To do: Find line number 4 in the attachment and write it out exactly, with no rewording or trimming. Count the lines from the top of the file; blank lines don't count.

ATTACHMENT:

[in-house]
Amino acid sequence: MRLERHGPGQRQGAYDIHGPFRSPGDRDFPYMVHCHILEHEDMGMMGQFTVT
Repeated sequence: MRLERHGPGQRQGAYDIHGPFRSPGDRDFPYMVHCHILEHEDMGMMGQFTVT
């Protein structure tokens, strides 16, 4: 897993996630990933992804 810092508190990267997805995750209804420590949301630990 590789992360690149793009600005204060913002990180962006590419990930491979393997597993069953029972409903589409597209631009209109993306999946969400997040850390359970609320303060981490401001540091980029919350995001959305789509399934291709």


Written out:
């Protein structure tokens, strides 16, 4: 897993996630990933992804 810092508190990267997805995750209804420590949301630990 590789992360690149793009600005204060913002990180962006590419990930491979393997597993069953029972409903589409597209631009209109993306999946969400997040850390359970609320303060981490401001540091980029919350995001959305789509399934291709």